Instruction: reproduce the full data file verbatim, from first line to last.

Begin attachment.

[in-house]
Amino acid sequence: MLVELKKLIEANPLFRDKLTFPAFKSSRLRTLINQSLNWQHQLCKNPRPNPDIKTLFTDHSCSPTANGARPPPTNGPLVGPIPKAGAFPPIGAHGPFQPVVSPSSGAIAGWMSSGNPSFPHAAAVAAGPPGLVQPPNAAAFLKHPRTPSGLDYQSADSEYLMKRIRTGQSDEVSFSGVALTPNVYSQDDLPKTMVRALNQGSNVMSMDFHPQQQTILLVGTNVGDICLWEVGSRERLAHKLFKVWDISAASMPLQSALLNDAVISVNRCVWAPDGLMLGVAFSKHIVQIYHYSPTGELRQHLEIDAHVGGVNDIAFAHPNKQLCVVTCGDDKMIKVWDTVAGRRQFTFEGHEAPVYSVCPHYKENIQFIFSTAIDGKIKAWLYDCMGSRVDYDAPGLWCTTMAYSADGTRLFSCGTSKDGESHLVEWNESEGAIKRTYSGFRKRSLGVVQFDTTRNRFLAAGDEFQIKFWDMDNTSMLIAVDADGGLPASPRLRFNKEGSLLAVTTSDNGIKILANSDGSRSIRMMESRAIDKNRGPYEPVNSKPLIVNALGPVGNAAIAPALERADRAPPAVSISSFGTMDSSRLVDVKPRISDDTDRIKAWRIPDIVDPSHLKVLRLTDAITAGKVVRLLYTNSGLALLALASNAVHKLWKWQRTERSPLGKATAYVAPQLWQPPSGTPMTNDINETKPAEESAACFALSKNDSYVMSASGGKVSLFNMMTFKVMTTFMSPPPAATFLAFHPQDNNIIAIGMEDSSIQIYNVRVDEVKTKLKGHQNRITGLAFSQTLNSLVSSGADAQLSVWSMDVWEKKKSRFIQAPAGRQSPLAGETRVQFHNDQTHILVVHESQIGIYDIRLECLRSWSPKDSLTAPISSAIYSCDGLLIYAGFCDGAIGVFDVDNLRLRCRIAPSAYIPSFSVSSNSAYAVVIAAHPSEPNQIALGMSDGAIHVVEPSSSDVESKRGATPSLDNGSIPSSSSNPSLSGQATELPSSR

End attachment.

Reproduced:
[in-house]
Amino acid sequence: MLVELKKLIEANPLFRDKLTFPAFKSSRLRTLINQSLNWQHQLCKNPRPNPDIKTLFTDHSCSPTANGARPPPTNGPLVGPIPKAGAFPPIGAHGPFQPVVSPSSGAIAGWMSSGNPSFPHAAAVAAGPPGLVQPPNAAAFLKHPRTPSGLDYQSADSEYLMKRIRTGQSDEVSFSGVALTPNVYSQDDLPKTMVRALNQGSNVMSMDFHPQQQTILLVGTNVGDICLWEVGSRERLAHKLFKVWDISAASMPLQSALLNDAVISVNRCVWAPDGLMLGVAFSKHIVQIYHYSPTGELRQHLEIDAHVGGVNDIAFAHPNKQLCVVTCGDDKMIKVWDTVAGRRQFTFEGHEAPVYSVCPHYKENIQFIFSTAIDGKIKAWLYDCMGSRVDYDAPGLWCTTMAYSADGTRLFSCGTSKDGESHLVEWNESEGAIKRTYSGFRKRSLGVVQFDTTRNRFLAAGDEFQIKFWDMDNTSMLIAVDADGGLPASPRLRFNKEGSLLAVTTSDNGIKILANSDGSRSIRMMESRAIDKNRGPYEPVNSKPLIVNALGPVGNAAIAPALERADRAPPAVSISSFGTMDSSRLVDVKPRISDDTDRIKAWRIPDIVDPSHLKVLRLTDAITAGKVVRLLYTNSGLALLALASNAVHKLWKWQRTERSPLGKATAYVAPQLWQPPSGTPMTNDINETKPAEESAACFALSKNDSYVMSASGGKVSLFNMMTFKVMTTFMSPPPAATFLAFHPQDNNIIAIGMEDSSIQIYNVRVDEVKTKLKGHQNRITGLAFSQTLNSLVSSGADAQLSVWSMDVWEKKKSRFIQAPAGRQSPLAGETRVQFHNDQTHILVVHESQIGIYDIRLECLRSWSPKDSLTAPISSAIYSCDGLLIYAGFCDGAIGVFDVDNLRLRCRIAPSAYIPSFSVSSNSAYAVVIAAHPSEPNQIALGMSDGAIHVVEPSSSDVESKRGATPSLDNGSIPSSSSNPSLSGQATELPSSR